Sabah quake: Teacher introduced national hockey player to the sport

SINGAPORE - Mr Mohammad Ghazi was remembered by friends, former students and colleagues today at the Tanjong Katong Primary School (TKPS) tribute centre.

He was an avid hockey player who coached the TKPS hockey team, influencing at least one student to take up the sport and later become a national player.

SEA Games national hockey player Ivy Chan Ai Wei, 19, was in his science class when she was in Primary 4. She described him as a patient and friendly teacher who took a personal interest in the well-being of his students.

Mr Ghazi started a girls' hockey team in 2007, when Ms Chan was in Primary 5. Prior to that, the school hockey team consisted of only boys.

"He knew I was interested in sports, so he invited me to join," said Ms Chan, who had no previous exposure to the game at the time.

When she was in Primary 6, Mr Ghazi took a group of students kayaking and camping at Pulau Ubin as part of a student leaders' camp, the equivalent programme of the Omega Challenge expedition to Mount Kinabalu at the time.

"He took the time to check on all of us every night before we went to bed, to make sure we were okay," she said.

Ms Chan first participated in the SEA Games as a national hockey player in 2013.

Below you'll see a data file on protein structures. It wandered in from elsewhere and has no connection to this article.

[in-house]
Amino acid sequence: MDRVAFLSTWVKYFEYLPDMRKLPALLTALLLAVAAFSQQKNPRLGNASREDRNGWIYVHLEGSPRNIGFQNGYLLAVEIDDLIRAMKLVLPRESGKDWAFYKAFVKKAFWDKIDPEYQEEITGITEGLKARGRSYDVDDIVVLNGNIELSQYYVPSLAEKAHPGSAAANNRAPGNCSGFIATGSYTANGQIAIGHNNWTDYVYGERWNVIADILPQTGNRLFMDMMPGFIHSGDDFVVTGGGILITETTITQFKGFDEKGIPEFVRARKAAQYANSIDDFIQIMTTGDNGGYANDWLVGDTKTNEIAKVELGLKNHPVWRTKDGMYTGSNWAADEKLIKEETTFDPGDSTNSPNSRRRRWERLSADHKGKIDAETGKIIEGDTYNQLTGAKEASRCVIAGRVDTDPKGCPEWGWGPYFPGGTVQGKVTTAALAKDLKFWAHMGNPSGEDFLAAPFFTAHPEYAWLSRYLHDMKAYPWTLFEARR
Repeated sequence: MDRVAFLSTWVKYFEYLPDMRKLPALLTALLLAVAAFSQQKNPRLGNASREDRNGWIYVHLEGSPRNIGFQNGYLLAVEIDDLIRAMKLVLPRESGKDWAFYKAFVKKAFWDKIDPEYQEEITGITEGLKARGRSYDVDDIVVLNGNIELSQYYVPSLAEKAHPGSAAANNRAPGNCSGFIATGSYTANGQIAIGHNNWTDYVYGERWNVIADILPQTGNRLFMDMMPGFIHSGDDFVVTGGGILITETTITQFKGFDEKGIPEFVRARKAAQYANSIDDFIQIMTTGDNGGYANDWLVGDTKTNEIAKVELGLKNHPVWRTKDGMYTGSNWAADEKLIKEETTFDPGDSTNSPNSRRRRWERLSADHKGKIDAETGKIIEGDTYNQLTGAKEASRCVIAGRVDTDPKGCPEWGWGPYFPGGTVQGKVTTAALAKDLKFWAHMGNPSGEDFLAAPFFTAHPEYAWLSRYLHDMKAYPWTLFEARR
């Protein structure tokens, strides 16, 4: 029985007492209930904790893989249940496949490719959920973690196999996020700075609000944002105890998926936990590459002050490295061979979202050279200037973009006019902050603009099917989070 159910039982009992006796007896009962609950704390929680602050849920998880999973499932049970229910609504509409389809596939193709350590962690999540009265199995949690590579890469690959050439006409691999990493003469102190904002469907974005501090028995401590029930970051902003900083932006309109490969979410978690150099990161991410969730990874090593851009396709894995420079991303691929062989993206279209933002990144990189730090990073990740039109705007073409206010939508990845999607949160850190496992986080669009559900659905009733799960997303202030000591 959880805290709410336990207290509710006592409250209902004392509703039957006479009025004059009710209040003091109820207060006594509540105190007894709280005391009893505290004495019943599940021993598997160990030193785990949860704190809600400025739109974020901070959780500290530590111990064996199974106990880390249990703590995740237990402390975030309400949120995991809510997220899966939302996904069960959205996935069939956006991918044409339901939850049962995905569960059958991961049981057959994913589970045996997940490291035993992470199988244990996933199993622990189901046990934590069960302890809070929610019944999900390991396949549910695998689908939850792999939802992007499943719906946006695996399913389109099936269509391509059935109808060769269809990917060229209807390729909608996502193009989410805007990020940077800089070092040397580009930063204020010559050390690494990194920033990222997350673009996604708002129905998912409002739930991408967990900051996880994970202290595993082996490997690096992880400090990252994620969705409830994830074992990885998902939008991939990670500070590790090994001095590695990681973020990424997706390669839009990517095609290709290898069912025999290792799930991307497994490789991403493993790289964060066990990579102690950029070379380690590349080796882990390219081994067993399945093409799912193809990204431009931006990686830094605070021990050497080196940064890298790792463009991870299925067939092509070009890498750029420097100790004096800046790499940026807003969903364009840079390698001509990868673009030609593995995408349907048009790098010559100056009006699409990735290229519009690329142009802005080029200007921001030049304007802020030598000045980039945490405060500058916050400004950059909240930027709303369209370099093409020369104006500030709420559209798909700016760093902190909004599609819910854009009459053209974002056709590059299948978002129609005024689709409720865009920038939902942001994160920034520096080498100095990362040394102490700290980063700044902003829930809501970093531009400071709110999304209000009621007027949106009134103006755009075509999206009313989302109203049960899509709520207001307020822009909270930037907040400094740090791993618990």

"He messaged me to wish me good luck for my first games. It was nice to know that he still looked out for his former students," she said.

"He played a big part in my life. I really wouldn't be where I am today without him."

Ms Lily Suriani Tan, 33, who had known Mr Ghazi for more than 10 years, recalled playing hockey alongside him in inter-varsity hockey tournaments.

The Kheng Cheng School teacher was in Mr Ghazi's cohort at the National Institute of Education when they underwent vocational training, and graduated together.

"I just saw him the week before he left for Kota Kinabalu," she said at Mr Ghazi's tribute table. "I'm broken. I was really expecting he would come back, after all this while."

About 30 of his teammates from the Ministry of Education football team also arrived in their team jerseys to show express their condolences for Mr Ghazi.

The team's manager, Mr Abdul Nasir, 49, said that Mr Ghazi had been an exemplary player who had been on the team for more than 10 years, and could play any position the team needed him to.

"We came down yesterday, but did not offer any tributes for Mr Ghazi. We were still hoping for good news," he said. "When we heard the news this morning, we decided to come again."

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